Cary Joji Fukunaga: Everything You Need To Know About Bond 25's Director

The director to bring Bond into a new decade has been chosen...

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Following Danny Boyle's unceremonious departure from the 25th installment of Eon Productions' iconic James Bond series, speculation surrounding his replacement reached fever pitch with everyone from Baby Driver's Edgar Wright to Dallas Buyers Club's Jean-Marc Vallée rumoured to be taking over from the Trainspotting director.

However, it took many by surprise when it was announced that US director Cary Joji Fukunaga had signed on to direct the film.

Despite not being as well-known as some of his counterparts, both his film and TV credits are nothing less than stellar, with a filmography including HBO's Emmy Award-winning True Detective and both Netflix's first original feature film Beasts of No Nation and the acclaimed Maniac, which he produced.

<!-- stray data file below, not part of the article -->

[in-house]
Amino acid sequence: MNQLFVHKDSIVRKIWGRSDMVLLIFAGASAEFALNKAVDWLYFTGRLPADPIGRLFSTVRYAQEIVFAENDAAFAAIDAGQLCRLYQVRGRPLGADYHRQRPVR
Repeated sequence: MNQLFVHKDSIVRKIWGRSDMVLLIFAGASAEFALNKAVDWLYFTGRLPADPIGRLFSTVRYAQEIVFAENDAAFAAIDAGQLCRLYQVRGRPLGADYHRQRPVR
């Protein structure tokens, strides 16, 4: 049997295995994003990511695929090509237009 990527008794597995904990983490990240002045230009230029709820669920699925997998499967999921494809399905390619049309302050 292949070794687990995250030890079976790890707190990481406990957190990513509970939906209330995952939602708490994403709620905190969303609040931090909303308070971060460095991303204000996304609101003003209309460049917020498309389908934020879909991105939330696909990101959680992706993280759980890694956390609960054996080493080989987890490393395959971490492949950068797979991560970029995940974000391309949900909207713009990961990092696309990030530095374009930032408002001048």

In short, Fukunaga is clearly one of Hollywood's fastest rising stars so now is the perfect time to get acquainted with the man charged with bringing Bond into a new decade.

6. He Is The First American To Direct A Bond Film

Netflix

The 11 directors that have contributed films to Eon's James Bond franchise have been of a variety of nationalities including the German-born Quantum of Solace director Mark Forster and Canadian director of Tomorrow Never Dies Roger Spottiswoode.

However, perhaps surprisingly, prior to Fukunaga's appointment there had never been a US-born filmmaker at the helm of a Bond film.

Fukunaga's appointment is sure to have its detractors, with many Bond purists resenting any US influence on the iconic British series and would be deeply unhappy with anything that left the film feeling like a Mission Impossible or Bourne film instead of the quintessentially British Bond series.

However, the critical response to his 2011 adaptation of Charlotte Brontë’s iconic novel Jane Eyre should reassure these fans. The film, starring Mia Wasikowska and Michael Fassbender, received universal acclaim upon its release with many critics noting the faithfulness to Brontë’s 1847 novel.

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Contributor

Student, part-time freelance writer, holder of many questionable opinions and impassioned hater of Lord Of The Rings (disagree? Find me on Twitter, @JoshSandy)